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  1. MediSapiens
15 January 2018

MediSapiens Joins Pistoia Alliance to Collaborate with Life Science Peers on New Innovations

MediSapiens has collaborated with The Pistoia Alliance, a global, non-profit alliance of life science companies, vendors, publishers and academic groups.

Founded in 2009 by representatives of AstraZeneca, GSK, Novartis and Pfizer, the alliance has nearly 70 paying member organisations.

Some of the alliance’s key activities are pre-competitive projects, where partners join their forces to establish best practices and technology pilots. Successful initiatives have included The HELM Project and the launch of the Chemical Safety Library Service.

President of The Pistoia Alliance Dr. Steve Arlington said: “We are very pleased to welcome MediSapiens into The Pistoia Alliance, and look forward to working with them to achieve our goal of lowering barriers to innovation in the life science industry.

“The world of life sciences research & Development (R&D) continues to change rapidly and sharing, partnering and collaborating will be essential to increased innovation. As our membership continues to grow, our projects and initiatives will be vital in fostering this collaborative mindset and leading to new breakthroughs.”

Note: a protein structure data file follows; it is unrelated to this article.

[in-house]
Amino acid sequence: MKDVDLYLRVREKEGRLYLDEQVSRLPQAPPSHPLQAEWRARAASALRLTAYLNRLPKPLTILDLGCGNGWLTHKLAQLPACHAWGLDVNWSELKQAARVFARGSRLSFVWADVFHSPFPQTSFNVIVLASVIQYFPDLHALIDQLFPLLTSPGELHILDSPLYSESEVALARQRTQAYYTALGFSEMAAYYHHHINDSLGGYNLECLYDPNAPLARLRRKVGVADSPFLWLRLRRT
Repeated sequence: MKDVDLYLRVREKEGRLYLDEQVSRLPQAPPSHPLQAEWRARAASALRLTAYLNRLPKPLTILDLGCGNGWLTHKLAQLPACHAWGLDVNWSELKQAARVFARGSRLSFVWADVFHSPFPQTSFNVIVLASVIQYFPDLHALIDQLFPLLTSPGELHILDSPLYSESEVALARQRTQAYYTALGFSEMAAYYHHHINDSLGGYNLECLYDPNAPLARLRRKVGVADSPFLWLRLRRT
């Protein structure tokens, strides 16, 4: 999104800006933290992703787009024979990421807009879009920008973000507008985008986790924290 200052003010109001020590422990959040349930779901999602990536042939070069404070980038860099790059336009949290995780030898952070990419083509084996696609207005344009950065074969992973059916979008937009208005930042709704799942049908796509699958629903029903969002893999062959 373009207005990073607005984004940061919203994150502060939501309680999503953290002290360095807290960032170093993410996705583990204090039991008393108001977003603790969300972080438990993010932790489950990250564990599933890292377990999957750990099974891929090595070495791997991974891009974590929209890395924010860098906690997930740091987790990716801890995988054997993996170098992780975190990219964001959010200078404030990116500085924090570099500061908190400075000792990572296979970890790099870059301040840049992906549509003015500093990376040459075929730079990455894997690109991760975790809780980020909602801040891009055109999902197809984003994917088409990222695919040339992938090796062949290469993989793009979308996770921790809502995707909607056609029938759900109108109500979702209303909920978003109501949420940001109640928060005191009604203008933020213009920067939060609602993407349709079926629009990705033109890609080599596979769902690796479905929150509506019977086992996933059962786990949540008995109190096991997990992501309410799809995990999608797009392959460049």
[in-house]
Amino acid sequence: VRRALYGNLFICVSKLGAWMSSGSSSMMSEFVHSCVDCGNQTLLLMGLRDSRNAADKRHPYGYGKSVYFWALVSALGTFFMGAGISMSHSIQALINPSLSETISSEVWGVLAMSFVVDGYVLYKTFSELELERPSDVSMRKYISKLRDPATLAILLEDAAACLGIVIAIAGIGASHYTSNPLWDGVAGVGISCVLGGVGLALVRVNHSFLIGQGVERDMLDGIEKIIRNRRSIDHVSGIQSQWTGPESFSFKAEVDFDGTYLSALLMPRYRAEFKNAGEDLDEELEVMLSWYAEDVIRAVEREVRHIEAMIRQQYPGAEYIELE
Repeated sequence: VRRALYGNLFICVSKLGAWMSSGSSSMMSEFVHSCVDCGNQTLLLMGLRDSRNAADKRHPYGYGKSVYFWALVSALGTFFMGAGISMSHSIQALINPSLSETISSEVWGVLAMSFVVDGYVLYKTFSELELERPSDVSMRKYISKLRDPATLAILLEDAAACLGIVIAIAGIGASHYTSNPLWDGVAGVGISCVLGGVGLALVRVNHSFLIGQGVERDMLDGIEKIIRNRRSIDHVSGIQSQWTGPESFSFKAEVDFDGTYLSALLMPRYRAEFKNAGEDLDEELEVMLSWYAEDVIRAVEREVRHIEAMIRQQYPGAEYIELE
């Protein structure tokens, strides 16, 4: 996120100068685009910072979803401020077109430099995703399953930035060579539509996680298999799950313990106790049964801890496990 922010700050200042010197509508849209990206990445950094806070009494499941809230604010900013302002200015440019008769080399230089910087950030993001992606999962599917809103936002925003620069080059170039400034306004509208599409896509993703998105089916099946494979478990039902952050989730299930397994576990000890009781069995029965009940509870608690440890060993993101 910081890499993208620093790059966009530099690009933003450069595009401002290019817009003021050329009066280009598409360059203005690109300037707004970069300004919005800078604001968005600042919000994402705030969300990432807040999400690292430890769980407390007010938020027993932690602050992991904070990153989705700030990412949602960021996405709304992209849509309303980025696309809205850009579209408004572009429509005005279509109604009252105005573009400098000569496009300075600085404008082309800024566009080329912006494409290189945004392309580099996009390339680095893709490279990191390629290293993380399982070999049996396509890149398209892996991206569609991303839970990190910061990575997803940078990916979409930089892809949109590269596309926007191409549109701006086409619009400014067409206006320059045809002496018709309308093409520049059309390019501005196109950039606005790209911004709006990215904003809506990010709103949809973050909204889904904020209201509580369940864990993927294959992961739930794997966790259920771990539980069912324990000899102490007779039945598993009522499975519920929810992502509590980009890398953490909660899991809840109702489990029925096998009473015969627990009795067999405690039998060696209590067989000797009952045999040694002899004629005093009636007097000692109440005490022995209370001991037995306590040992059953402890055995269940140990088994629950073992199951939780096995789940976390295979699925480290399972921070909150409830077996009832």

With nearly a decade of experience working in the life science software industry, MediSapiens will be able to offer its expertise in scientific, technological and bioinformatics developments to The Pistoia Alliance’s innovation projects. By joining the alliance, MediSapiens will have the opportunity to collaborate with industry peers and contribute to the development of the worldwide research community.

Chief scientific officer of MediSapiens Henrik Edgren said: “We are excited to be a part of The Pistoia Alliance and we look forward to being an active member of the workgroups.

“Joining the Pistoia Alliance enables us to follow and influence the latest developments in data sharing and efficient collaboration in life sciences, for instance in our work with implementing ontologies effectively.”

This document demonstrates an example Medisapiens report. It focuses on the gene PTPRK.
Identifying fusion genes from paired-end ribonucleic acid (rna) sequencing (rna-seq) data has the advantage that only expressed fusion genes will be found.
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